Students striking for climate action want the prime minister to know they love learning, but they feel let down by his inaction on the environment.
Tens of thousands of students will again strike from school on Friday demanding political action on climate change.
The students have three demands: stop the Adani coal mine, no new coal or gas, and 100 per cent renewables by 2030.
Victorian high school student Milou Albrecht was central to organising the strikes and says she will be taking to the streets out of fear of not having a safe future.
"We don't want to strike," the 14-year-old told AAP.
"We love learning, that's important for them to know."
Friday's country-wide mass protest comes months after students first turned their back on the classroom in the name of climate action, a move condemned by the prime minister.
"What we want is more learning in schools and less activism in schools," Scott Morrison said at the time.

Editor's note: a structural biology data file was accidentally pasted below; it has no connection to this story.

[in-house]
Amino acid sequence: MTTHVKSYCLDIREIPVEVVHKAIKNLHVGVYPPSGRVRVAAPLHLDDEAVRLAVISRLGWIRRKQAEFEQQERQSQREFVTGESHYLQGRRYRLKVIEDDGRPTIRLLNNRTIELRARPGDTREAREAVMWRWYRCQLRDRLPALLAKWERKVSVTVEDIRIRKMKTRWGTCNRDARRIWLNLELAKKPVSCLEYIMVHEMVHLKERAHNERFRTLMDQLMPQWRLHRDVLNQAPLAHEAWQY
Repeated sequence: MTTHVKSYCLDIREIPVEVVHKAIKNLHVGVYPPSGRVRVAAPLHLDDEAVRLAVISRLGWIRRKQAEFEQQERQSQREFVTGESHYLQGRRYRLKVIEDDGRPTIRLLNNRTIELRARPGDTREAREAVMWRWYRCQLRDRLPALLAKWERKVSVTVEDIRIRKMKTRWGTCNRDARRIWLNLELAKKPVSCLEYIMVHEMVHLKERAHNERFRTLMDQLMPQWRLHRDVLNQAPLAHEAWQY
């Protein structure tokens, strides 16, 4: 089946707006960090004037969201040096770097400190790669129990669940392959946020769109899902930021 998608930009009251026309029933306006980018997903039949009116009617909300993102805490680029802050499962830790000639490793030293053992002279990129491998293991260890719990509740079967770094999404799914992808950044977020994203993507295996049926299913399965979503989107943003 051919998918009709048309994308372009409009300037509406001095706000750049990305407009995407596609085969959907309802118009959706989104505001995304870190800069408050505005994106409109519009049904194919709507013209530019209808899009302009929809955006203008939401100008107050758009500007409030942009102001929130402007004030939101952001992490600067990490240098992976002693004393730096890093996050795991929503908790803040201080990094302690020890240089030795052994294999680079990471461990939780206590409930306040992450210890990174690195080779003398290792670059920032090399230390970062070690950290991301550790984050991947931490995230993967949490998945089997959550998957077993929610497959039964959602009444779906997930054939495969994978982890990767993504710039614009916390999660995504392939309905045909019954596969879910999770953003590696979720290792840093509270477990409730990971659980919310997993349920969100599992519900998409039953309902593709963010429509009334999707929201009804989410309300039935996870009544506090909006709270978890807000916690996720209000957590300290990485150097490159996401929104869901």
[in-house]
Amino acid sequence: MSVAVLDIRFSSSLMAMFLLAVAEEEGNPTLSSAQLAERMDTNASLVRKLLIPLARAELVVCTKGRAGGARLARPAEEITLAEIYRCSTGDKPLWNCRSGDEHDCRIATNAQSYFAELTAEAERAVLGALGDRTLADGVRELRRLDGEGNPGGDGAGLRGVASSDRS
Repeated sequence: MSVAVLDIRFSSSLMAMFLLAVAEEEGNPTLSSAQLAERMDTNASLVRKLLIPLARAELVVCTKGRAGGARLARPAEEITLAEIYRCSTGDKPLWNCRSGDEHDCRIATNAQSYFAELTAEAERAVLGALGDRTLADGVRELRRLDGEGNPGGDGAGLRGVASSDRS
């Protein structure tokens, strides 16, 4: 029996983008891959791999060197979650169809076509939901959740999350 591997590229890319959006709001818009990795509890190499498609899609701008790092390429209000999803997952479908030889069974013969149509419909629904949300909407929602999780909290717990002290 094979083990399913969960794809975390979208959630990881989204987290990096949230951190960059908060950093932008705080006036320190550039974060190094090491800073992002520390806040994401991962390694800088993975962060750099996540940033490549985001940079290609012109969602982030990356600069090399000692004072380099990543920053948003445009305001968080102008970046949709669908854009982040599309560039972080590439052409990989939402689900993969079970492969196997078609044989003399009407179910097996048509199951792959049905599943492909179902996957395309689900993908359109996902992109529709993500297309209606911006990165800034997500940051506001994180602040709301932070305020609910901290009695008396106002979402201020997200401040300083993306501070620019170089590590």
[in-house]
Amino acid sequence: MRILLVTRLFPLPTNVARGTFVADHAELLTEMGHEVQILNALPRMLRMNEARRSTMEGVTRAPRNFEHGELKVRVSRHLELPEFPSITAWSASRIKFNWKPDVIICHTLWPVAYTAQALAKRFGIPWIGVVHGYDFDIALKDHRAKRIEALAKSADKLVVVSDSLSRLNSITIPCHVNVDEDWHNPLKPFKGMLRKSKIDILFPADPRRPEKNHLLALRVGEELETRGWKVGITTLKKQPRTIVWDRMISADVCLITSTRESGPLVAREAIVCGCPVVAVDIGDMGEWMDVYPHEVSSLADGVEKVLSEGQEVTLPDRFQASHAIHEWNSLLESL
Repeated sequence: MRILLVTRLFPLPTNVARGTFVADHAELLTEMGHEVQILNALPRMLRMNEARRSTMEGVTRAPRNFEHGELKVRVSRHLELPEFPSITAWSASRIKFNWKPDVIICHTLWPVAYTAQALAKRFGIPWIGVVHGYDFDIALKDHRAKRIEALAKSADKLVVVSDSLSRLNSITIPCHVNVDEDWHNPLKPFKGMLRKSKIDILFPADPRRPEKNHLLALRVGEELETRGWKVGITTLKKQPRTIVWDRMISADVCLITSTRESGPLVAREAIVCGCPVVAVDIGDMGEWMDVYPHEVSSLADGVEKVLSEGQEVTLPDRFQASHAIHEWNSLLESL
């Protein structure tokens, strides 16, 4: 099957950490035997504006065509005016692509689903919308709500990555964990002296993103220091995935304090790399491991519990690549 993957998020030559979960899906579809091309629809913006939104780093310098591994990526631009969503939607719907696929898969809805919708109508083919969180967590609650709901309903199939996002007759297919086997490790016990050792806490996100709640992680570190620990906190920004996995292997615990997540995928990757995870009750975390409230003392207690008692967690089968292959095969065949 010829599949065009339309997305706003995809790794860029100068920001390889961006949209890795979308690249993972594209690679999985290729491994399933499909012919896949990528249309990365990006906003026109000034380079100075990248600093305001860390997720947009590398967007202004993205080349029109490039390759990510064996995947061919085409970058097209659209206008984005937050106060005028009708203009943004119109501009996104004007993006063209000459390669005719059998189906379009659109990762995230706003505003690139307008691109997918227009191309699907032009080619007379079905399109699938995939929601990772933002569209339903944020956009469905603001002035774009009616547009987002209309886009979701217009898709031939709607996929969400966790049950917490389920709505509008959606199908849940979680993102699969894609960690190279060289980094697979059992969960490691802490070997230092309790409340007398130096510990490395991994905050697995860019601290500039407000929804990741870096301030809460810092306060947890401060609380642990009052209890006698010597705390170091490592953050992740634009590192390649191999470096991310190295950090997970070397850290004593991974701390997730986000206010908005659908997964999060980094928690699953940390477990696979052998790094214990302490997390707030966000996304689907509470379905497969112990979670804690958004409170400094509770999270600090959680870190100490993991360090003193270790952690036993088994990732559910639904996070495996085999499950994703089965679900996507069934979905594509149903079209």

But this time the students have found support from universities, unions, students groups and even NSW Opposition Leader Michael Daley.
Federal Labor leader Bill Shorten says the government has been on strike from climate policy since it has been in power.
"In an ideal world, they (students) would protest after school hours or on weekends but it's a bit rich of the government to lecture school kids for going on strike on climate," he told reporters in Melbourne on Thursday
Milou and her friend Harriet O'Shea Carre were inspired by Swedish teen Greta Thunberg, who has been striking for climate action since last August.
Harriet hopes the prime minister calls a climate emergency and says she will feel terrible if he again condemns their actions.
"It's totally unfair considering they have been representing (voters) with the expectations they will do what's in the best interests of the country," she said.
"They are letting us down every single day they don't do that.
"In the end, I think we will make these changes with or without our politicians."
Harriet says Australia's political leaders are forgetting the students will be able to vote in a few years, but she says they still have power now.
"Just because we're kids and we don't have political power doesn't mean we don't have any power," she said.
"As individuals we may be weak but together our collective voice is very strong and we can make change even without that vote."
Australian Associated Press